When an athlete’s profile rises, so does the potential for social media miscues -- which can range from minor slip ups like Minnesota Vikings running back Adrian Peterson tweeting that Baltimore Ravens supporters are the “worst fan base,” to major PR problems, like homophobic tweets by NHL player Tyler Seguin earlier this year.
Even mascots mess up. In the NFL, Atlanta’s FreddieFalcon, recently apologized for a tweet about suicide and the team’s disappointing season.
But one rising NFL star is turning his social media habit into a business platform for his personal brand.
A group of social media marketing students at Emerson College was recently issued a challenge: Tweet at celebrities to get them to visit. They chose New England Patriots wide receiver Julian Edelman and tweeted invites at him with the hashtag #Edelman2Emerson. And one night in late October, the man also known as @Edelman11 showed up.
The wide receiver told the class social media is a great way to interact with fans, but players need to think before they tweet.
“You gotta be careful with social media," said Edelman, "especially as an athlete. A person that’s under the microscope.”
Edelman’s fifth NFL season has been a breakout year. But long before he became Tom Brady’s top target, the 27-year-old started tweeting for fun.
“The adage is true. The harder you work, the luckier you get," says David Gerzhof Richard, a marketing professor at Emerson. He says Edelman’s growing social media stats -- more than 130,000 Twitter followers and 90,000 Facebook likes -- mirror his on-field performance.
“He was working on his social media platform before he found himself in the limelight and so, I think he was very well-positioned to take advantage of that situation," he says.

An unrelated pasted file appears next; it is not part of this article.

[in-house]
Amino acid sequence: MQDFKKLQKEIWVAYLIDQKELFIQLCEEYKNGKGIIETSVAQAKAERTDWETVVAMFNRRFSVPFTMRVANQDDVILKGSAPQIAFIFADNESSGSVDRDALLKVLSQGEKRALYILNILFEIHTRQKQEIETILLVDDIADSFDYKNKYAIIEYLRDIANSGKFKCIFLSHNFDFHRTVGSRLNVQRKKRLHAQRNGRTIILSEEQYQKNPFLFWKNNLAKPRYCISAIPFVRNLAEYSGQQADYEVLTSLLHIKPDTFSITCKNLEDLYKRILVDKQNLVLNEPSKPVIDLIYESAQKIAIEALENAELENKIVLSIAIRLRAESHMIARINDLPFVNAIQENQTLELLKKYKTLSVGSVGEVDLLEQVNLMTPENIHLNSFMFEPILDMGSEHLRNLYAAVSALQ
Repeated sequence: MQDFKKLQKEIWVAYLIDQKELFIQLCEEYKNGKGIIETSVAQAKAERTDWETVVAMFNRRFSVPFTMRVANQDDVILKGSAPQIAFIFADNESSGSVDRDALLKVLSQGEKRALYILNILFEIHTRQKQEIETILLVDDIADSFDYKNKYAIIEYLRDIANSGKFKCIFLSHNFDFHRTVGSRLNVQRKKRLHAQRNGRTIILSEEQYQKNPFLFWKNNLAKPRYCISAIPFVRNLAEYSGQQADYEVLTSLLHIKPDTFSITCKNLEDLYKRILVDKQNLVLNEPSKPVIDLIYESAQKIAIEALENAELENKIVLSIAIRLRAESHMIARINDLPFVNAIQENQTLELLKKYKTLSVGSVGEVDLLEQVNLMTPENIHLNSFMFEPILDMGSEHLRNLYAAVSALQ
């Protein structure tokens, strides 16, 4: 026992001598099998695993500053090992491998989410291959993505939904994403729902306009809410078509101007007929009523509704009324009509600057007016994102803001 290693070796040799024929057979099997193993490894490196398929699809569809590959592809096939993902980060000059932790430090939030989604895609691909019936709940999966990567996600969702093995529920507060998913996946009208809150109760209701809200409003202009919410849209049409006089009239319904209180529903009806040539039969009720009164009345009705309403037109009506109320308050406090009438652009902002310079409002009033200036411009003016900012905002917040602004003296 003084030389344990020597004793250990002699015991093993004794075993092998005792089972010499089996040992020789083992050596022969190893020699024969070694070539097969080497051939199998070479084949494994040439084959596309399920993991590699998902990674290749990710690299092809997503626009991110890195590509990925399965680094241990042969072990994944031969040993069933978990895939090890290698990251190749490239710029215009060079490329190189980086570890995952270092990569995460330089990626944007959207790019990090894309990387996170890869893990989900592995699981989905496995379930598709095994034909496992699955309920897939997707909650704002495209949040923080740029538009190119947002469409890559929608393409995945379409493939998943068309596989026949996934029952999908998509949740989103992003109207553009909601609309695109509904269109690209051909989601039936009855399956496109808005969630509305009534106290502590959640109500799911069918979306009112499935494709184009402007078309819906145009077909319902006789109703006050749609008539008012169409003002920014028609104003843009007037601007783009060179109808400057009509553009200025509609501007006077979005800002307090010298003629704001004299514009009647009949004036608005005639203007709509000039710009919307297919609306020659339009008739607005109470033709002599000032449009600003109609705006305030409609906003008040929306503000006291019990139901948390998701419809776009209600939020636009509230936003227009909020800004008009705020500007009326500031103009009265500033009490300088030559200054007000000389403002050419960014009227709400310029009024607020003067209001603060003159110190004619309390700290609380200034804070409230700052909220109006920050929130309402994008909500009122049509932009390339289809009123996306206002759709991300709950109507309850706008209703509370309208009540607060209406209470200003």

That’s why Edelman hired the agency Superdigital.
Superdigital’s creative director Assaf Swissa says, “The second you start doing traditional endorsement stuff, that’s when everyone’s going to get turned off.”
He says, don't expect to see offers like coupons and promo codes from Edelman: “Twenty percent off and you know, five dollars off and that kind of thing. That’s a bummer. That’s not really what anybody wants to see.”
Swissa says Edelman is personally involved in every post, so his personality shines through. That authentic style just helped him land an endorsement deal with Puma. But Superdigital’s head of strategy Alan Ringvald says authenticity on social media is risky.
“These are just people. And sometimes they have opinions. And sometimes those opinions aren’t popular.”
Social media strategy is all well and good, but Edelman himself says when it comes to picking up a lot of followers, nothing compares to scoring a touchdown.
From Michigan to Maine and parts in between, power outages that began before Christmas continue. Storms brought down power lines. More winter weather is forecast for coming days in many of the affected areas.
Driving while "texting" or while "holding" your cellphone falls under the category of "distracted driving." And while a lot of states have already cracked down on it, Russ Martin with the drivers' group AAA says there’s more to come in 2014.
"One of the most high profile distracted driving laws that are going to be coming onto effect on Jan. 1 is a ban on hand-held cellphone use in the state of Illinois," Russ Martin said.
Also, California will start enforcing a law that bans anyone under age 18 from writing or reading a text while driving. And Oregon is increasing its fines for texting and talking on a hand-held from about $142 to up to $500.
Rahi Abouk is a professor at Ohio University* and co-authored a study looking at whether texting bans work. He says initially the number of fatal accidents goes down but, "The bans become ineffective on fatal accidents and drivers return to their previous behaviors after three to four months.
In other words, it has the lifespan of the average New Year’s resolution.
A Russian ship carrying an Australian scientific expedition has been trapped since Monday. But a Chinese icebreaker is expected to soon free it from the ice. Other ships are also on the way. The 74 people aboard the MV Akademik Shokalskiy plan to then continue their expedition.
The diplomat, Mohammed Chatah, was a senior aide to former Prime Minister Saad Hariri. Chatah was also a critic of Syrian President Bashar Assad and the militant group Hezbollah that is allied with the Syrian leader. At least five other people were killed and about 70 were injured by Friday's blast.